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Lockdown defense: DWU holds Saints to 21 rushing yards in shutout win

Dakota Wesleyan University's defense shined in a 44-0 win over Presentation College on Saturday.

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Dakota Wesleyan University's Eathen Gaulke, right, tackles Presentation College's Trey Pajimula on Saturday at Joe Quintal Field. (Ryan Deal / Republic)

In Drake’s song “Too Much,” he rapped, “Moment I stop having fun with it, I'll be done with it.”

That’s how Dakota Wesleyan University defensive end Emmanuel Christopher describes the energy he brings to the field. He wags his finger to the sound of a cowbell-ringing Joe Quintal Field crowd and lets out a battle scream at times, too.

The senior is having fun.

But so were the rest of the Tigers on Saturday, especially their defense, which notched a 44-0 shutout win over Presentation College.

“You always hope that (the defense plays well),” DWU coach Ross Cimpl said. “But you also have to be realistic in that Presentation has some talented kids and they just weren’t able to get them going. I think our guys had a little bit to do with that, and that’s fun to see.”

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DWU’s first shutout since 2013 sticks out like a fly on a wedding cake when considering it ranked ninth in the 10-team Great Plains Athletic Conference in scoring defense (31.6 papg) -- it has allowed 30-plus points per game in each of the last three years -- and total defense (424.8 yapg) last season.

But it also seemed like the culmination of progress in the second year of DWU’s defensive scheme focused on stopping run-pass options. Their speed and emphasis on being a gap-sound defense helped them execute their gameplan of taking away the run, in turn helping a young secondary.

“That’s something we pride ourselves on,” said linebacker Tyler Wagner, who led the team with seven tackles. “Our front seven takes a lot of pride in shutting down the run up front. The DBs do a great job of covering things up.”

The unison between the front seven and secondary has helped eliminate big plays, which became DWU’s Achilles' heel last season. It gave up three touchdowns of at least 30 yards against Dakota State University and Presentation in 2018, but they combined for just one this year.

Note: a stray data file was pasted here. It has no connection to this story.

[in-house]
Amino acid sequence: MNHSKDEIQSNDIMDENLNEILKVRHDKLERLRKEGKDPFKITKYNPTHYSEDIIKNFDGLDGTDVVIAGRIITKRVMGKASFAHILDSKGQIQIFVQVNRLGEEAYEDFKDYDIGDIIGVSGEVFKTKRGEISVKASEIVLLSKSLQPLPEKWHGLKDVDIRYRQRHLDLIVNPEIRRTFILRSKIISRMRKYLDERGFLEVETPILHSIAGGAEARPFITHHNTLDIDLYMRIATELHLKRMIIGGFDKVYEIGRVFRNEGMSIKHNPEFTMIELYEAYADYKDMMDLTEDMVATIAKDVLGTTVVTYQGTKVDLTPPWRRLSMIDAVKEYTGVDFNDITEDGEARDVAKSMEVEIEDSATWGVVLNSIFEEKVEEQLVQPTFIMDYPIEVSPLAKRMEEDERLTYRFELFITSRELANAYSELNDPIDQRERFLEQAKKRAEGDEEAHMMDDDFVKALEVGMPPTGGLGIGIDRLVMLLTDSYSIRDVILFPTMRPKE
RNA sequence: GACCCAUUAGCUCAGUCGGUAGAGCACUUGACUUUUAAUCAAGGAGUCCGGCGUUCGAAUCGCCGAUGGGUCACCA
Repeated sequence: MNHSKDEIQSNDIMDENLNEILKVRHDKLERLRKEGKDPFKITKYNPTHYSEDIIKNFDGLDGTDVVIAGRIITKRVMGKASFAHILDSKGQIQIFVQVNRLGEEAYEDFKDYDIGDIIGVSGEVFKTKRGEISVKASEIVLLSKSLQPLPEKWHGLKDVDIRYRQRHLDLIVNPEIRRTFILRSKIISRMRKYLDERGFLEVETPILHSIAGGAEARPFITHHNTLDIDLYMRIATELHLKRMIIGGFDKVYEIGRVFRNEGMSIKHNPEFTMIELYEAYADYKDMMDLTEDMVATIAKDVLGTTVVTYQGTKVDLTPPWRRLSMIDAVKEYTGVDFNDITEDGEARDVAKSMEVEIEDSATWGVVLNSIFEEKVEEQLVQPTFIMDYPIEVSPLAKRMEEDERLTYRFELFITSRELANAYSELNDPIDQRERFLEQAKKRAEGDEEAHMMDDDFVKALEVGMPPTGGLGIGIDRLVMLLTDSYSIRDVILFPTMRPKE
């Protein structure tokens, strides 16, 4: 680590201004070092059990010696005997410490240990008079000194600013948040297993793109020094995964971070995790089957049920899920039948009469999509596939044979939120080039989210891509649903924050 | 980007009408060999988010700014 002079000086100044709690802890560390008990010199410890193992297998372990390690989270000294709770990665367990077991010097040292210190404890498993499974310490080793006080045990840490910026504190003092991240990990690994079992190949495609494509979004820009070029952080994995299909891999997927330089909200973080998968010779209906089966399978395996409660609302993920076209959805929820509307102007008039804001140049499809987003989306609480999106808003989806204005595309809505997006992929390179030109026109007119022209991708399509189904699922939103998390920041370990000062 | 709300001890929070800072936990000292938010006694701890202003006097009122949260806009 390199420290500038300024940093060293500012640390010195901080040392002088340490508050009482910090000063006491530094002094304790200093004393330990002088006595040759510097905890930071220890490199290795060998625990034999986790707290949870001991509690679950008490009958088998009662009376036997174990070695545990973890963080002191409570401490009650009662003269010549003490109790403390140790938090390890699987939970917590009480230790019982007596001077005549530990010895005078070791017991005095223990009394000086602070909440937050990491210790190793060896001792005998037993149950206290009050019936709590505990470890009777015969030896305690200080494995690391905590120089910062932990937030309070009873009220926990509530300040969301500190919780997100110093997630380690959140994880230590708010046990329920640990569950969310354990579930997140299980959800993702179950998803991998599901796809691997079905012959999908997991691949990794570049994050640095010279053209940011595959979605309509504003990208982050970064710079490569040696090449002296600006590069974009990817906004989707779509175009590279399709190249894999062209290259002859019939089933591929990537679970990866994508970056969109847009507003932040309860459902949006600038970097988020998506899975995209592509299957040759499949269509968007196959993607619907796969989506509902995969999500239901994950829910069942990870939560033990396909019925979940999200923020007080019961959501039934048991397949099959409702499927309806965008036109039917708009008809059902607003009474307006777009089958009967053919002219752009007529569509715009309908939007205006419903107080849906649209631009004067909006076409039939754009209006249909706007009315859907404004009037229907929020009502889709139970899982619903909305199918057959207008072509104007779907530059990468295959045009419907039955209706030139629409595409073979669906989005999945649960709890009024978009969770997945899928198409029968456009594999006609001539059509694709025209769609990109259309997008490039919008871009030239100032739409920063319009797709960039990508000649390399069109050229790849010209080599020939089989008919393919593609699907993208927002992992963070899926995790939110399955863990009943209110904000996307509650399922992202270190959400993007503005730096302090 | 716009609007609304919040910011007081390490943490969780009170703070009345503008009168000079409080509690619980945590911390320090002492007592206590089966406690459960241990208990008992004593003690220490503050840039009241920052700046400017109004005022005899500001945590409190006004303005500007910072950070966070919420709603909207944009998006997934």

“We’re staying over the top when that’s our job,” said Mitchell native Mitch Johnson, who had one of DWU’s two interceptions. “That’s the most important thing, because you can’t get beat deep.”

Johnson and the rest of DWU’s secondary was tested more against the Trojans as DWU’s pressure rattled Hunter Giffrow early, who was making his second career start. Presentation’s desire to establish the run was evident, with it running on seven of its first nine plays without picking up a first down.

Even without starting defensive end Alan Murtic, who is nursing an ankle injury, the Tigers’ plethora of options held the Saints to 21 rushing yards on 22 attempts. Their longest run was seven yards.

Despite only recording two sacks, a front seven filled with true freshmen put constant pressure on Giffrow, holding him to 11-for-37 passing for 90 yards as DWU broke up eight passes.

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“It’s weird being a senior because the young guys have the juice,” Christopher said. “They got the speed, they’re giving me a run for my money in conditioning. They’re young but they’re athletic and they’re ready to learn.”

The Tigers are aware that GPAC play is different, though. They have things to clean up heading into Saturday’s 1 p.m. contest at Briar Cliff in Sioux City, Iowa.

DWU didn’t capitalize on a couple of interception chances and committed an offsides and pass interference penalty to keep a third-quarter drive alive for Presentation during its seven-penalty day. Cimpl harps on getting off the field on third down, which the Tigers usually did by holding Presentation to 3-for-17 on third downs.

“GPAC is a whole new beast, a whole new ballgame,” Wagner said. “The standard has been set now and we have to go back to work to practice. The message hasn’t changed week-to-week, we know what we’re capable of. Hopefully we can keep on building.”

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